West Virginia, like many other states, requires a lawyer to disclose whether or not he has legal malpractice insurance. This disclosure is important because insurance is usually the only way for a lawyer to defend or pay a negligence claim. The case Lawyer Disciplinary Board v. Curnutte, No. 19-0636 discusses this issue in some detail and affirms a recommendation for a three-month suspension.
This lawyer disciplinary proceeding originated with a “Statement of Charges” by the Lawyer Disciplinary Board (“LDB”) against Scott A. Curnutte (“Mr. Curnutte”) alleging that he violated the West Virginia Rules of Professional Conduct by providing false information about his professional liability insurance coverage to the West Virginia State Bar (“State Bar”). For three consecutive fiscal years, Mr. Curnutte submitted his annual Financial Responsibility Disclosure (“FRD”) falsely certifying that he was covered under a policy of professional liability insurance, when, in fact, he had no such coverage. He also lied about having such coverage to a lawyer he employed, causing that lawyer to similarly provide false information to the State Bar.
The Hearing Panel Subcommittee (“HPS”) of the LDB has concluded, and Mr. Curnutte and the Office of Lawyer Disciplinary Counsel (“ODC”) have stipulated, that Mr. Curnutte’s dishonesty violated the Rules of Professional Conduct. The HPS recommends that this Court suspend Mr. Curnutte’s license to practice law for one-hundred days. In addition, the HPS recommends that Mr. Curnutte be required to complete an additional six hours of Continuing Legal Education in ethics; to comply with the duties of suspended lawyers set out in Rule 3.28 of the West Virginia Rules of Lawyer Disciplinary Procedure (“RLDP”); to reimburse the costs of these proceedings; and to fully and accurately disclose to the LDB what efforts, if any, he has made to procure professional liability insurance. After a careful review of the record developed in this disciplinary proceeding, and upon a thorough consideration of the parties’ briefs, their oral arguments, and the relevant law, we conclude that Mr. Curnutte has twice violated a Rule of Professional Conduct as alleged. However, we determine that a ninety-day suspension with automatic reinstatement pursuant to RLDP 3.31, along with the other recommended sanctions modified to comport with automatic reinstatement, provides an adequate sanction for Mr. Curnutte’s misconduct.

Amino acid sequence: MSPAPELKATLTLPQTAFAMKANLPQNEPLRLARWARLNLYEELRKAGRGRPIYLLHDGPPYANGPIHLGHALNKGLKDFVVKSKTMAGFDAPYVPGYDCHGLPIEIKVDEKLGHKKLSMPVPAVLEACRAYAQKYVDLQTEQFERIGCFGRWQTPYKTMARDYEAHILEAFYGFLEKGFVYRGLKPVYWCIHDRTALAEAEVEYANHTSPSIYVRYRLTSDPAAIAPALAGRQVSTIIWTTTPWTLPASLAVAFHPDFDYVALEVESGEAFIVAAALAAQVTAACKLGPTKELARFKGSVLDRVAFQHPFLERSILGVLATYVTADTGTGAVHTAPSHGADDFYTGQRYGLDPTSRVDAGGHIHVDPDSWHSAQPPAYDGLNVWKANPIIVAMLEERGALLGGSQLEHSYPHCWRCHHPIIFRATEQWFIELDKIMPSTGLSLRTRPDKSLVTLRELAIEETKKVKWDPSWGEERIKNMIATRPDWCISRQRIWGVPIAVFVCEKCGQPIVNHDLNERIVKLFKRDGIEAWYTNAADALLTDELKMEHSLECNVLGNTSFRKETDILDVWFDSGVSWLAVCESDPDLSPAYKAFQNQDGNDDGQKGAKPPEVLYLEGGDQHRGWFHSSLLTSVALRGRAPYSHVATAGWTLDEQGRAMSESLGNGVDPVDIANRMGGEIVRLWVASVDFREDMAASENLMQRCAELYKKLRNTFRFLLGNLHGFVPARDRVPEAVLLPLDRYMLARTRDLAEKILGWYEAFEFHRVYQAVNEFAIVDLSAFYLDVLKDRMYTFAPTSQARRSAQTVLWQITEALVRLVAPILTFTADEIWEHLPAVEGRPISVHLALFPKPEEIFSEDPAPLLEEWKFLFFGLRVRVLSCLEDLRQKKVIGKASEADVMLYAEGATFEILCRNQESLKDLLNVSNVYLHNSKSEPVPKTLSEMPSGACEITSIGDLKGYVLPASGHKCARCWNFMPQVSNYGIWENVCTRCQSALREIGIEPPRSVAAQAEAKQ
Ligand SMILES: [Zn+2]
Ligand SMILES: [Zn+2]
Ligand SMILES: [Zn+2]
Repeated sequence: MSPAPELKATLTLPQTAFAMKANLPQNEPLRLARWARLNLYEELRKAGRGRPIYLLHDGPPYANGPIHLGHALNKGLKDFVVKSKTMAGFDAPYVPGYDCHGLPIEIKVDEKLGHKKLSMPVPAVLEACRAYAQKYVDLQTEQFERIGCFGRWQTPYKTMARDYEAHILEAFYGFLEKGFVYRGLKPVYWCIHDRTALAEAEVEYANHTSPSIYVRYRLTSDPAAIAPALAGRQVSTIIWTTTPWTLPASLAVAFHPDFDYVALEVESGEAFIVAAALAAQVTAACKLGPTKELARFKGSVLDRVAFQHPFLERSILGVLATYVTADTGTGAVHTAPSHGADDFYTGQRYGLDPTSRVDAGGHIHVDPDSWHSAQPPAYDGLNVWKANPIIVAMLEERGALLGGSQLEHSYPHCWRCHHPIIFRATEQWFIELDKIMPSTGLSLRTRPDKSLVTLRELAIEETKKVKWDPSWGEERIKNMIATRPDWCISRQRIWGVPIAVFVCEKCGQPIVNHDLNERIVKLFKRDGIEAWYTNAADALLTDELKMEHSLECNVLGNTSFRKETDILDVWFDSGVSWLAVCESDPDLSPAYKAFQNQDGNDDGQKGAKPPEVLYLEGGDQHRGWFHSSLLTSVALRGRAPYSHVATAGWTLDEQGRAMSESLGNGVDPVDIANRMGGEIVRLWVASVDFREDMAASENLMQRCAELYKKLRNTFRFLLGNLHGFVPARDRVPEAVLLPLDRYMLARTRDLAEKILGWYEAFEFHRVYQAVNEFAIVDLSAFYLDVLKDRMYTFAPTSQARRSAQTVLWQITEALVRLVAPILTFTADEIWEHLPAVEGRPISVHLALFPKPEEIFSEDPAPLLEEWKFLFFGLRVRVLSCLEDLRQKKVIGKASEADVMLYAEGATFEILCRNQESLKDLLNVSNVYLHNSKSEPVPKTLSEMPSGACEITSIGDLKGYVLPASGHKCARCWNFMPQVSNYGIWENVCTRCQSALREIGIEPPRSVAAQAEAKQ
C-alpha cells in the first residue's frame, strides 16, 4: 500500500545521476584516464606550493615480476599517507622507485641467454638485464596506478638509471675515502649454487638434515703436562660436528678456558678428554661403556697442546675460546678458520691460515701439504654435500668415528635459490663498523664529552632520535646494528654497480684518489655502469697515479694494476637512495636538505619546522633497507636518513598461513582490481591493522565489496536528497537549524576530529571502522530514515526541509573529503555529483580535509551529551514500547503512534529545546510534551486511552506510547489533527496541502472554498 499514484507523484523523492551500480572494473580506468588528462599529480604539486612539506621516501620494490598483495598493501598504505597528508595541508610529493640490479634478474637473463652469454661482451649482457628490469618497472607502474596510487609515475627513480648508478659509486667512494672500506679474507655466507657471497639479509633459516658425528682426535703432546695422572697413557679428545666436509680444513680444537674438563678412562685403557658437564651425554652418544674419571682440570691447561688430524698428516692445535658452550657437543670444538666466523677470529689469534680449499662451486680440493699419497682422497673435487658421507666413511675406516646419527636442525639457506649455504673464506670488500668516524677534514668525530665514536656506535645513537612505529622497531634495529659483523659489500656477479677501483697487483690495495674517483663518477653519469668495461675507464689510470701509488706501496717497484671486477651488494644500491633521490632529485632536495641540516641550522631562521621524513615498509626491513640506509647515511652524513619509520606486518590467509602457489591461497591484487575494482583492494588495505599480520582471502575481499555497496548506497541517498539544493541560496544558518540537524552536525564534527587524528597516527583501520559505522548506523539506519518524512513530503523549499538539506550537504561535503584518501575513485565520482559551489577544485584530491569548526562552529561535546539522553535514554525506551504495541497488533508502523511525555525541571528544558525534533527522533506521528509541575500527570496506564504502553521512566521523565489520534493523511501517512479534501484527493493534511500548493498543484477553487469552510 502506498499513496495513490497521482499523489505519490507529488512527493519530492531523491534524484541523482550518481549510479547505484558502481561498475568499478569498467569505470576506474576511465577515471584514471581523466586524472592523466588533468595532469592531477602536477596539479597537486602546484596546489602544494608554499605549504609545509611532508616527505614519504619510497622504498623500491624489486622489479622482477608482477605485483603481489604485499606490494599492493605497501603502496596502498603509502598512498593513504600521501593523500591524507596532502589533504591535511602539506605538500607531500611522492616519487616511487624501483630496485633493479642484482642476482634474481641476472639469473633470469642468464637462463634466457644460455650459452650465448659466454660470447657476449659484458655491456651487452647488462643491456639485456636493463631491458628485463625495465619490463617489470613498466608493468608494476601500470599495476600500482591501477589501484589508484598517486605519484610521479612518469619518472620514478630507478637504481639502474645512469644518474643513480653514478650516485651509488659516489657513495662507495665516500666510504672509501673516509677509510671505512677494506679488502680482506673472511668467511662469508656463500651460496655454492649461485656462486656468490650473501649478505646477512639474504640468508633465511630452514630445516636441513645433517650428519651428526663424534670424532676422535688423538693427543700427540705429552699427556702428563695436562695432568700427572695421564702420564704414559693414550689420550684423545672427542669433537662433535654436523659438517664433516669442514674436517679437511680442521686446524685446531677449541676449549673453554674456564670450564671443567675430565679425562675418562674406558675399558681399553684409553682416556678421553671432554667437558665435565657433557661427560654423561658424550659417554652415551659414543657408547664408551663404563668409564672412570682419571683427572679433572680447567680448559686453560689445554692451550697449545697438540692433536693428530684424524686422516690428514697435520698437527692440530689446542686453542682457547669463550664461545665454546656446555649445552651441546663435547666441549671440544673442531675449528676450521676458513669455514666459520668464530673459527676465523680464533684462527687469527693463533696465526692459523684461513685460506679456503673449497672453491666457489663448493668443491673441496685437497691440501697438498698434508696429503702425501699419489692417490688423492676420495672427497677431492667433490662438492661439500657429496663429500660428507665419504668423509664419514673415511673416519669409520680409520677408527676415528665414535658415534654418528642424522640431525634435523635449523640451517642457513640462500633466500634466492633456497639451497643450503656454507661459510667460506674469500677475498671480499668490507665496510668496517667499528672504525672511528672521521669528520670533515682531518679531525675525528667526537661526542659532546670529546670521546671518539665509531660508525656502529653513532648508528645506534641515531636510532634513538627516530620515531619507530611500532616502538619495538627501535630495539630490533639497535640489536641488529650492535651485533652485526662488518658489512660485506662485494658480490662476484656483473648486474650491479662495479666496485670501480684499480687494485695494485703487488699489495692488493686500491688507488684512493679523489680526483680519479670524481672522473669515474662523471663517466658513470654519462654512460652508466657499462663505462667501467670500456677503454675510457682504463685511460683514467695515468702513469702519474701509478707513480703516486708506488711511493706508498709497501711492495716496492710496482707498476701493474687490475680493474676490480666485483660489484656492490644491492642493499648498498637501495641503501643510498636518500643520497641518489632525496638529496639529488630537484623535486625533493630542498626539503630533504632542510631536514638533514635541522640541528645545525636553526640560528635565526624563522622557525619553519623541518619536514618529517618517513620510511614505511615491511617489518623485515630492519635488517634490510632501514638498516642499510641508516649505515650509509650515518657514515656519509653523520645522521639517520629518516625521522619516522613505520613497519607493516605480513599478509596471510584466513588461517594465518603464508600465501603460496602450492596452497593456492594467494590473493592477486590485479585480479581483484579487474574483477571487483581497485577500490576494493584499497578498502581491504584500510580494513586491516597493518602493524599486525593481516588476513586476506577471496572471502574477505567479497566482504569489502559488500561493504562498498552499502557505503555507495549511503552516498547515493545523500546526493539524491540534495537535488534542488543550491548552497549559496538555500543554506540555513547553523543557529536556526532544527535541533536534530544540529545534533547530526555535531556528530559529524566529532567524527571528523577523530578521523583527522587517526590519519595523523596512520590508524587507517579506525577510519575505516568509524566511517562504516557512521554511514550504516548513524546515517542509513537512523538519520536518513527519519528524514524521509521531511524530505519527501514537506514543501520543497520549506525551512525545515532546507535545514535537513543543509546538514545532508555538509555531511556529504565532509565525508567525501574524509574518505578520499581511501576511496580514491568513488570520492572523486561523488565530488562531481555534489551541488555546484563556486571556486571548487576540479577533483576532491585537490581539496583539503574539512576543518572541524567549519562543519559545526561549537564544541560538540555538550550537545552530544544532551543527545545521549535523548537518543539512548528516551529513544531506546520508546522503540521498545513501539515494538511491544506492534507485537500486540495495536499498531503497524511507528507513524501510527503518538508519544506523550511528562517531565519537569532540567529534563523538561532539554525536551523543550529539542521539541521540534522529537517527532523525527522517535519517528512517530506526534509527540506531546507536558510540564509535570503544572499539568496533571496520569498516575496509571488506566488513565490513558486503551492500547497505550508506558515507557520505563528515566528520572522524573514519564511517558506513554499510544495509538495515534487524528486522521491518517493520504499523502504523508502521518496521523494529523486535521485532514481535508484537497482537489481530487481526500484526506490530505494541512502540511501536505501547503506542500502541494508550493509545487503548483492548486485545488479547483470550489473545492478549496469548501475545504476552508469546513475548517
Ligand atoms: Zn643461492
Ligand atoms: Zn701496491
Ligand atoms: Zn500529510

Comment: Please get malpractice insurance. Failing to get it can really cause an injured party to lose their recovery. Claiming that you have it when you don’t will result in discipline.
Ed Clinton, Jr.